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“He can’t live WITHOUT me….and I can’t figure out how to live WITH him.”

A disheartened wife told me this during a couple’s session yesterday.  She went on to say, “I feel trapped!” 

Her husband’s flustered response was, “I don’t know what to do to fix this!”

This couple has been married for quite awhile. Their pain and hopelessness, and their fear of losing the marriage that they have worked so hard to build and sustain, was immense.  They both became tearful as she told me that she is considering divorce. 

This couple is like so many others who struggle for connection and intimacy.  However, the couple in my office has recently discovered that he has Asperger’s.

When one of their children was diagnosed with Asperger’s, he realized that the behaviors, traits, and mannerisms being described by the specialist were all too familiar.  She saw it too.

This new awareness hit them both like a ton of bricks.  They’d watched “The Good Doctor,” and laughed at “Sheldon” along with the rest of the world, but he’s not like those guys!  How could he have Asperger’s? 

Does this sound familiar to you?  If not you, I guarantee that you know someone with Asperger’s, and they may be a lot closer to home than you thought.


Currently, the overall estimated rate of autism is 1 in 58, and boys are 4 times more likely to have autism.  Although the statistics are gathered on children, there may actually be a similar trend in adults, who are undiagnosed!  WOAH!! 

Are you thinking about your family and friends, now?!  This means your spouse or boyfriend, your brother or sister, your best friend, and maybe even YOU may have Asperger’s.

There are millions of couples who are in Asperger’s relationships.  Yes, people with Asperger’s get married!  But, just like you, their relationships can have difficulties because of differences in personalities, needs, expectations, and communication styles.  Couples in Asperger’s relationships often communicate their love and affection in very different ways, so both end up feeling misunderstand and lonely – angry and disconnected.

Almost two years ago, I uploaded a video cast to YouTube entitled “How to Know if Someone with Asperger’s Loves You.”  My intended audience was actually parents of children with Asperger’s, but to my surprise it became popular very quickly with adults in Asperger’s relationships, and now has close to 60,000 hits.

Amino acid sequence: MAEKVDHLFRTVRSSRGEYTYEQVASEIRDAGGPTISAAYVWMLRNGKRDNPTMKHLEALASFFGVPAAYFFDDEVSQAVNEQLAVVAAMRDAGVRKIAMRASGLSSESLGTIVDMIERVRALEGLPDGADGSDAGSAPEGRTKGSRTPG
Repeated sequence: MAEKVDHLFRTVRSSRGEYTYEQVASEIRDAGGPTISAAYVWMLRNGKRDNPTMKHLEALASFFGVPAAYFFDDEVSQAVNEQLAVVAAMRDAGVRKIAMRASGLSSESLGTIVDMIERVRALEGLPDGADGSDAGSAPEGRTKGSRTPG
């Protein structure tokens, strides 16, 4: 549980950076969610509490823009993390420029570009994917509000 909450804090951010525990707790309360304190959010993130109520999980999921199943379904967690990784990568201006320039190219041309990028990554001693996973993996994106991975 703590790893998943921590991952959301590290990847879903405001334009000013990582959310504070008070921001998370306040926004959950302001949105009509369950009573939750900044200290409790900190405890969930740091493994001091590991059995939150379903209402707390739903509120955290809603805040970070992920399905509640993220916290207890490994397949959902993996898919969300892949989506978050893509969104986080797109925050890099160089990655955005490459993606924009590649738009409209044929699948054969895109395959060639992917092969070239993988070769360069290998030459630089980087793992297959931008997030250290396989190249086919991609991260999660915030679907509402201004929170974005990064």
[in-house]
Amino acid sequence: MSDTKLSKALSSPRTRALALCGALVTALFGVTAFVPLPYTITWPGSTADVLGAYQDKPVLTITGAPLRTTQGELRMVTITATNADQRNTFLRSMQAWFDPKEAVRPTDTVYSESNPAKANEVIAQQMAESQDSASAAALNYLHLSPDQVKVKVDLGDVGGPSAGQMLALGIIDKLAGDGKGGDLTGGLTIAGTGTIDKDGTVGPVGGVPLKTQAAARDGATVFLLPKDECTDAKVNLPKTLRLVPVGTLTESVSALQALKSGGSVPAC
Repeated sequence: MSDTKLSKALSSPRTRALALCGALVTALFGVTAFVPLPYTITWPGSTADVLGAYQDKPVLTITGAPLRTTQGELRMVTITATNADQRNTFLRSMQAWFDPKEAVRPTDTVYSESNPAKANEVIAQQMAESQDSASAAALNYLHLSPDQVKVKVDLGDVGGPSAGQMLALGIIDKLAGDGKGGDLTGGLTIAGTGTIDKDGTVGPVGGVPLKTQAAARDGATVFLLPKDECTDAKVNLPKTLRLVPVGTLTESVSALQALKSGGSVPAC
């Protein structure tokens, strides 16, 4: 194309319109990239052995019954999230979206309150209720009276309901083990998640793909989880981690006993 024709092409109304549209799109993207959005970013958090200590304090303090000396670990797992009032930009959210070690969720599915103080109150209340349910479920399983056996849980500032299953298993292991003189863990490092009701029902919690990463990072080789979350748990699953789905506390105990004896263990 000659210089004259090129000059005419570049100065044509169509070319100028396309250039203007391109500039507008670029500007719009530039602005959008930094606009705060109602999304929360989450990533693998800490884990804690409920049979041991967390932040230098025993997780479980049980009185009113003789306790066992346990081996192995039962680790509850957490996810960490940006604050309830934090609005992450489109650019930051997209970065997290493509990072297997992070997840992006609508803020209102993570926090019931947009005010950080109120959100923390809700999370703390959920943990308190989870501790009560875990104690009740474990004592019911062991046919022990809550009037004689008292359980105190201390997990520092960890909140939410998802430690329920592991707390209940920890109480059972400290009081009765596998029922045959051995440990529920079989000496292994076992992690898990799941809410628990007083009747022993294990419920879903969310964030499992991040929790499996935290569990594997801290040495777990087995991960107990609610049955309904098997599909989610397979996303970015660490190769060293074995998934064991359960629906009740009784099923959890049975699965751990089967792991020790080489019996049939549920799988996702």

I receive emails and phone calls from people all over the world with questions – people in relationships who are struggling and are looking for help.

Comments like these are posted to YouTube:


“This video is amazing my boyfriend has Aspergers and it has been affecting our relationship lately this video has helped.” 

“Physical contact makes my skin crawl.  However, I love being around my wife, even if we are not talking.  It is very empty if she is not around.  So, we want those we love around, even if we are in our room alone.  Physical contact is easier with your loved one, but others, forget it.”

“What a great video. Thank you for publishing it….My experience is that the most difficult aspect about being in a relationship with someone with Asperger’s is not when she says something that is hurtful, but the things that she doesn’t say.”

“Oh my gosh I was almost in tears watching this. Thank you so much.”


As with any relationship or marriage, there IS hope!!   Asperger’s relationships can thrive!  Really, it’s not a lot different than any other relationship in that it requires in depth awareness and respect for individual personality differences and needs.  Rules of engagement in communication are crucial in order to manage conflict in a way that doesn’t cause a disconnect.  Couples must also learn to give and receive love in a way that is experienced by each partner – this trips up many couples!

If all this sounds familiar, and your relationship is struggling, you might be interested in my Asperger’s Relationships program where I guide couples one step at at a time through discovery, growth, and healing, to a connected and loving relationship.  Connect with me for more information and, to see if you qualify for the program.